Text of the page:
Friday, September 29, 2006

Try to Remember the Kind of September...

Although the season officially shifted to autumn more than a week ago, I find it hard to really feel the transition these days. When I was a child growing up in Boston, the foliage at this time of year with its brilliant hues splashed across my visual field served to announce the arrival of fall. In today's climate in southern California, hot dry Santa Ana winds puff new life into brush fires that have burned for more than three weeks. Hurricanes have always swirled to life in the tropical waters of the Atlantic Ocean, but the devastating potential of such a weather phenmenon was starkly realized last year in the challenging arrival of Katrina and Rita to the Gulf Coast region. Weather and its impact help to mark the changing seasons.

As a child, another significant marker of the change in seasons was the return to school. School was a refuge for some of us, whose turbulent home lives were kept at bay for those hours when we were busy learning. Although the superior technology available in today's classrooms with access to the internet and its infinite well of information had not yet been created, curricula regularly contained art and music and drama classes and sports activities as vital supplements to the academic curriculum. Like nutritional vitamins and minerals that we take to enhance our daily bodily functions, those classes taught us skills that eased the process of incorporating what we had learned into our daily lives.

Now schools can no longer afford such luxuries when the budget barely sustains the salaries of teachers and adequate maintenance of the facilities. Money must also be diverted to metallic screening devices and security police to protect students from gunmen intent on making their point with lethal weapons instead of words. Already in this academic year, seventeen instances of unprovoked violent attacks have occurred on campuses in Colorado (not far from the notorious Columbine High School), Montreal, Wisconsin and an Amish community in Pennsylvania. Debates continue over the interpretation of the Second Amendment to the Constitution and "the right to bear arms." However, no one can dispute that the extinction of such young lives is tragic.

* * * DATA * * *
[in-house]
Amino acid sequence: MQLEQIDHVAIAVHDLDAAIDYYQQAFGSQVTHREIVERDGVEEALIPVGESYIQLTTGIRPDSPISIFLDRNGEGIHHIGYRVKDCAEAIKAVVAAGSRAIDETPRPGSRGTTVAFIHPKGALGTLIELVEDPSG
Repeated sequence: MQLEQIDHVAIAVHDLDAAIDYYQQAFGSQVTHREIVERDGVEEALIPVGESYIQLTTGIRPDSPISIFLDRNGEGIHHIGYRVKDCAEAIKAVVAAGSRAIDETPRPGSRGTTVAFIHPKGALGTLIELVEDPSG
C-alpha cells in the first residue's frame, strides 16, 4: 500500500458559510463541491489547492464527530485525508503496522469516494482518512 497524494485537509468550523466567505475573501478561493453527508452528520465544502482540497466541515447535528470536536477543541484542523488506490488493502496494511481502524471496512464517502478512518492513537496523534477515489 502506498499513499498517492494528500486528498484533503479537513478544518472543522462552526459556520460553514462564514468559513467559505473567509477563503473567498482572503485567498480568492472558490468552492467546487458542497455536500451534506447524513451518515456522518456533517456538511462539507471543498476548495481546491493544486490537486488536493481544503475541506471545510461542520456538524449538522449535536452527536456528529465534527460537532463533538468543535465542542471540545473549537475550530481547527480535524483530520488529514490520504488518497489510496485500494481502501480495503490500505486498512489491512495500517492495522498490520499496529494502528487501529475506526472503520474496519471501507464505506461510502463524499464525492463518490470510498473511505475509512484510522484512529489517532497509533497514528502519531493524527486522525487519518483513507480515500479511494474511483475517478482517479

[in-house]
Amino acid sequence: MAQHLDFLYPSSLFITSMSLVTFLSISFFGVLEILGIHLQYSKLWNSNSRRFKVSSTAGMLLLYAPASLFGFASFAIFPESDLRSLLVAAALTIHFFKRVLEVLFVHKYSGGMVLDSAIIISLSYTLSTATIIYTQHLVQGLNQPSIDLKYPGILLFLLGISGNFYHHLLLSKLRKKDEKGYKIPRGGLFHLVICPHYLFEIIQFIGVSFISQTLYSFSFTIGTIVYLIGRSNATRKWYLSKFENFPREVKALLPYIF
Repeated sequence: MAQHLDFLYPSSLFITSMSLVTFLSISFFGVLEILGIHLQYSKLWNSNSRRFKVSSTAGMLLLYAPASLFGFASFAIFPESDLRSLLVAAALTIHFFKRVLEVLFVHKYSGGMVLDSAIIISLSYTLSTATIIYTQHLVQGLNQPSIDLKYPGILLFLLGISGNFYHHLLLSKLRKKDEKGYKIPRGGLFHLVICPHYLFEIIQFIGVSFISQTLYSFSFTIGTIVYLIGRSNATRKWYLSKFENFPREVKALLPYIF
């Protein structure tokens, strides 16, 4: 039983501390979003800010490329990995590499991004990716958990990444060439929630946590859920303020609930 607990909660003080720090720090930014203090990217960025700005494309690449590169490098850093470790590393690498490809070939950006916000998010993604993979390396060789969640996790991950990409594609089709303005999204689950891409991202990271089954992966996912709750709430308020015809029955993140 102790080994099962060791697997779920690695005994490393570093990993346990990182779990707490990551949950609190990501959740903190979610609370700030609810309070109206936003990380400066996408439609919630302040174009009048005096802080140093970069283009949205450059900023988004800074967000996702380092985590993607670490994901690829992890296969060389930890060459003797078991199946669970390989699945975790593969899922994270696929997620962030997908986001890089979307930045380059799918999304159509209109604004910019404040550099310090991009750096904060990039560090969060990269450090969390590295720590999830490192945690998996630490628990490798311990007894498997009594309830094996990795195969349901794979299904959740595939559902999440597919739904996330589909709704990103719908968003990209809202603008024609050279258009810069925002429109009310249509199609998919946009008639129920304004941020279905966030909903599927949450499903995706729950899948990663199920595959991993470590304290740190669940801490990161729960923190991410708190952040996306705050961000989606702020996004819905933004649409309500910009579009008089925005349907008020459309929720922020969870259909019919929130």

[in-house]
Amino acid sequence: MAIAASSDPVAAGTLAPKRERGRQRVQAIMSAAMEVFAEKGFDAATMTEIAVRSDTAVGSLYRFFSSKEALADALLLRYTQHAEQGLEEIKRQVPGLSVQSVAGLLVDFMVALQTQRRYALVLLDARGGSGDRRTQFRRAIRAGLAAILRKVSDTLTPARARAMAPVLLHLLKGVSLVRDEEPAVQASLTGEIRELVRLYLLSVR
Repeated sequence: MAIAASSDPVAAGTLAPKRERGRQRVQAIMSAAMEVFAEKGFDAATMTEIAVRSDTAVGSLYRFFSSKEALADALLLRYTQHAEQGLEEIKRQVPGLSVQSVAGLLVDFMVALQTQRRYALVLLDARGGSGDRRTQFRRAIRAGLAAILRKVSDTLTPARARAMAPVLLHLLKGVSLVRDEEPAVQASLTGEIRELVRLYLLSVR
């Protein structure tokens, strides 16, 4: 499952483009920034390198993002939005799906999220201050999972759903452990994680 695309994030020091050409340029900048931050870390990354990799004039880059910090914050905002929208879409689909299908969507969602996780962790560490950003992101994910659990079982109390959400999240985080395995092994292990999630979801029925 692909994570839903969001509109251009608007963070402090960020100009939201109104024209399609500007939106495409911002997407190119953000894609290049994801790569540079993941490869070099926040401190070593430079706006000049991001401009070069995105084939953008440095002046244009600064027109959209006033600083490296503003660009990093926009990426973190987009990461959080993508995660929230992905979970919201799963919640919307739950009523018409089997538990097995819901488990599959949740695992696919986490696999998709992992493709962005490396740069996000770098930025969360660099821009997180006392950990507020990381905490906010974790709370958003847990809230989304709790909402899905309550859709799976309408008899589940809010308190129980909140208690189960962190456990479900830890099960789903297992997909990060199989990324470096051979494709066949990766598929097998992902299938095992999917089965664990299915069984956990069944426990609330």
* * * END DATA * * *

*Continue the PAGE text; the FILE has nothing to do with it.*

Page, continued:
In Washington, the vulnerability of young people is also sacrificed to the needs of political power. High school students (pages) and college students (interns) have been subjected to the amoral and perverse behaviors of elected officials in the Congress while others in power looked in the other direction. Like other young people exploited by their clergymen, these individuals with aspirations of public service were betrayed rather than mentored. It is difficult to maintain faith in those who make and interpret the legal statutes when they secretly circumvent the laws precisely because they have the power to do so.

Memoirs have gotten bad press lately in the wake of the blatant distortions of James Frey's book A Million Little Pieces. However, the revelations of real personal experiences are powerful tools for exposing heinous truths and demonstrating the indomitable and resilient character of human nature. My first published piece, Now I Have to Tell This Story, exposed the horrific trauma of being kidnapped and raped but it also revealed that it was possible to survive such an ordeal. Two of the five girls killed in the one room Amish schoolhouse were sisters. I was struck by the poignant irony that their family has no photographs by which to remember them while the news of their tragic deaths were visible on newscasts around the country.

Whether you write in a private journal or letters to family members or manuscripts for publication, your words can create images as compelling and lasting as any broadcast on television, on the internet or in film. History is the accumulated stories of those who preceded us. In the future, when this time is examined, your verbal snapshots will be missing from the album if you do not create them now. Every one of us has the power and the privilege to record our beliefs and experiences in written form, whether or not we consider ourselves "writers." Write about the things that move you, the things that excite you, the things that infuriate you, but write!

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